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With ’12 in mirror, still a beautiful world

I just took my nightly ride along Pebble Beach up to Point St. George and back, the muse now calling once again.

The Christmas season never fails to open up certain literary portals, this year being no different. Ubiquitously,  Gaspar, Melchior and Balthasar arrived, along with O’Henry’s young newlyweds, among them, Bedsworth with his inimitable talent of converting life’s sourest lemons into lemonade.

Somewhere in the pitch dark and gale winds, just south of Fran and Terry McNamara’s cattle grate, I find myself thinking of another lawyer, weary and longing to leave something akin to Sandburg’s footprints in the sand. I think of this man named Max,  scrawling in pen, on a rainy night in Terre Haute, Ind., in 1927.

“Go placidly amid the noise and haste, and remember what peace there may be in silence.”

Which brings to mind a story about a young man just up the road apiece, 70 or so miles north of Brookings. Jake, I’ll call him, was just home from serving in Afghanistan and working at the family gas station and convenience store. A  young couple in a packed-up, ’71 Dodge Tradesman van pulled in.  Jake, ever friendly, struck up a conversation, asking where they were headed.

The man, near Jake’s age, said they were headed south, looking for a new place to live, saying good riddance to the town in their rear view mirror.

When Jake asked what their town was like, the young man and his wife intermittently scowled, saying the police were always hassling them to turn down their stereo  or tone down the  cussing and fighting. There was no night life. There was no place to shop and no jobs worth taking. When the driver finally tired and asked Jake what his town  was like, Jake just shook his head, shrugged and said, “Pretty much the same.”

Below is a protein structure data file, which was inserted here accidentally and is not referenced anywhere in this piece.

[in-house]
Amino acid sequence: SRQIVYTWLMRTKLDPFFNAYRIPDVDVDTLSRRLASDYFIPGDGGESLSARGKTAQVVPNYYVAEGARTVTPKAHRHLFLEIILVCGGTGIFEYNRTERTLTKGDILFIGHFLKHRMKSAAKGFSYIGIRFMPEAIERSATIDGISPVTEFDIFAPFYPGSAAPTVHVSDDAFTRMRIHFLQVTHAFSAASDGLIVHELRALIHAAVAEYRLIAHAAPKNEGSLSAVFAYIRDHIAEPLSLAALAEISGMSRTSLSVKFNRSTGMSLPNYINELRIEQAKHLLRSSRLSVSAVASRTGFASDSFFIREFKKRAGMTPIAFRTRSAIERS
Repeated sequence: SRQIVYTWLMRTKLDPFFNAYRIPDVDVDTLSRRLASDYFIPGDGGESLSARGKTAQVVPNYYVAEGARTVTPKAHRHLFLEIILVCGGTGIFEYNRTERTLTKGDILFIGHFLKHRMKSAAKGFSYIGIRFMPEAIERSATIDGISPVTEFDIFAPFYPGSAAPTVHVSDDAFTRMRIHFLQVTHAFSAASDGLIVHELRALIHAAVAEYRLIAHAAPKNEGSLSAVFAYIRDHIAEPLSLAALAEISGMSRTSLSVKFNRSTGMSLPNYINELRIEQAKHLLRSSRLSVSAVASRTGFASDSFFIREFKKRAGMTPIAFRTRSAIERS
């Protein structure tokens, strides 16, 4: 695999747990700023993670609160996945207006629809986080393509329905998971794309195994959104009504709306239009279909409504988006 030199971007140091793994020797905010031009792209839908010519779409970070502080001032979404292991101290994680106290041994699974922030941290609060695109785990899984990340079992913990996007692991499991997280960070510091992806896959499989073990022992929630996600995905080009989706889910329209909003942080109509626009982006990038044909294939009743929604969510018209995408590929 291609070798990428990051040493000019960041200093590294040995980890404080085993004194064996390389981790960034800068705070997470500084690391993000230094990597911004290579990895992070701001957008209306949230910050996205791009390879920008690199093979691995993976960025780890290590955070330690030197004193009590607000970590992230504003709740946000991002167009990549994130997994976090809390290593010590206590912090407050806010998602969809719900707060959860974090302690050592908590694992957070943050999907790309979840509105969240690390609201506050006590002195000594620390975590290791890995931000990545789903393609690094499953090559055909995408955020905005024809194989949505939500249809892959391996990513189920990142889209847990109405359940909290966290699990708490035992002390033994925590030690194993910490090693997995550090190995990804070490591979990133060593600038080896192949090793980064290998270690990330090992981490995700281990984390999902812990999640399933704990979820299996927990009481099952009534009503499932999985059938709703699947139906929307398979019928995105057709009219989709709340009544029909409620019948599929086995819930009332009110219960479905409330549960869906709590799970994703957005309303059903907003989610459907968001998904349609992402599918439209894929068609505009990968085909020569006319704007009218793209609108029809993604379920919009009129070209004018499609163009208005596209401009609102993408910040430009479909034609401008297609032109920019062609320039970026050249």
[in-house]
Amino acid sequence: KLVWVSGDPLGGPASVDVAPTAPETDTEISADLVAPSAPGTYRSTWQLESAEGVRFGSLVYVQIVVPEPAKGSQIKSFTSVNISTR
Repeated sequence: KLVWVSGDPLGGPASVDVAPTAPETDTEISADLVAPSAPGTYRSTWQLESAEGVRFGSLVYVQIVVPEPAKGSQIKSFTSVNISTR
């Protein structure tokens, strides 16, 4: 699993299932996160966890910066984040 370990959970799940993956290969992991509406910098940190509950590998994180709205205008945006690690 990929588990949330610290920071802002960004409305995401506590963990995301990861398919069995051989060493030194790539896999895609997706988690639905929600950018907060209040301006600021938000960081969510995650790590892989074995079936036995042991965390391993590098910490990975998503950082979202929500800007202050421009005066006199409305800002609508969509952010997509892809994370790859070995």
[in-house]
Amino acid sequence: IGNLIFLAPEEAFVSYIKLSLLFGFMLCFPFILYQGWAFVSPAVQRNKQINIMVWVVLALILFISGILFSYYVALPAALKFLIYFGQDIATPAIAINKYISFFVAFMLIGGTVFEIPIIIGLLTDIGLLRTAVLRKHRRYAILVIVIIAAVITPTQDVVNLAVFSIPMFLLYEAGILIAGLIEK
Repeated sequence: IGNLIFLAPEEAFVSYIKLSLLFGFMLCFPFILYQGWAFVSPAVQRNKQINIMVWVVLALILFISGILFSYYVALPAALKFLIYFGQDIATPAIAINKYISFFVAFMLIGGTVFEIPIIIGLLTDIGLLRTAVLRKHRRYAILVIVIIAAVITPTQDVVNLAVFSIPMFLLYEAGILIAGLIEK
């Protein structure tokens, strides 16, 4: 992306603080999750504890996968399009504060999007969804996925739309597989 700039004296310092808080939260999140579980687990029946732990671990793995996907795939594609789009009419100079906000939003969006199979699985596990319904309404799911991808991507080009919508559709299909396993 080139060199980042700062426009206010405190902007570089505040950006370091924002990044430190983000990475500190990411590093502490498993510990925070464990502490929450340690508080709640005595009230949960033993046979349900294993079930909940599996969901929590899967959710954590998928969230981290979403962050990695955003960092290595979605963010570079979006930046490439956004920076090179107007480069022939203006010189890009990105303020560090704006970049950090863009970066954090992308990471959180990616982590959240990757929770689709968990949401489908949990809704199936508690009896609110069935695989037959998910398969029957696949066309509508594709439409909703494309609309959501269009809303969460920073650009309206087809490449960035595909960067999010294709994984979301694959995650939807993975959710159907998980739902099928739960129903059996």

A couple hours later, a fifth wheel with a shiny Airstream pulled up. A husband and wife, senior citizens. Jake asked them where they were going. The lady said they were retired and had just sold their home back up the road and had decided to see America while they “were young.”

Waiting for the tanks to fill, Jake asked what their hometown had been like.  The man replied, “Well, it was kinda quiet, not much to do at night, but we had good friends we kept up with, we had the ocean and the rivers for fishing and camping and  Lord, raising four kids — between helping with their homework, carting them to their school games and scouting events — heck, by day’s end we were tired enough.”

As the pump stopped, Darlene asked Jake what his hometown here was like.  Jake smiled and replied, “Pretty much the same, ma’am.”

Which brings me back to Bedsworth and what he taught me almost 30 years ago and again this year, about how most things in this life are kinda like Rohrschach tests, lemons if you will, that can end up sour as all get-out — or lemonade if you just take the time to make it.

This past year, I got to see  Bruce Springsteen perform in San Jose  and work his magic in one of his three-hour shows that are nothing short of revival tent religion.

I watched as Giants catcher Buster Posey returned from a  career-threatening homeplate collision to lead his team to another World Series champsionship and win the National League MVP award.

In 2012, we got to see another back alley brawl we call a presidential election. And if you got past the  venom and vitriol we go to battle over  every four years, you looked around when the smoke cleared and saw you lived in a place where you got to take that side you swore was the right one — and your parents and their parents many times before.

I looked around my hometown and saw a country doc named Greg Duncan, somewhere between David meeting  Goliath and Jimmy Stewart in “Mr. Smith Goes to Washington,” bucking overwhelming odds while taking on  corporate greed and big-city Sutter Health Group—and still standing tall as he enters the fourth quarter.

And just this week, Tana Bachmann and the Humane Society, working with Ken Smith and Animal Control, found homes for every one of the 19 dogs rescued from the B Street “puppy mill.’

All that and eight days  in October in San Francisco. The mist in my eyes, from the lobby in that foreign place, still returns as I recall several hundred people who  gave up their hard-earned money and time to fly or car-pool 700 and more miles or write letters to stand by me.

Dr. King once wrote, “In the end, we will not remember the words of our enemies, but the silence of our friends.”

For those eight days alone and the people that filled them and my life, Dr. King’s lament will never be mine, and no matter how the cards are stacked or fall, I will continue to consider myself a very blessed man.

About this time, I’m pedaling back onto 9th Street, where I can see the Christmas tree in my front window and I can hear Bedsworth. And Max …

With all its sham, drudgery and broken dreams, it is still a beautiful world. Be careful. Strive to be happy.

Jon Alexander is the Del Norte County district attorney.


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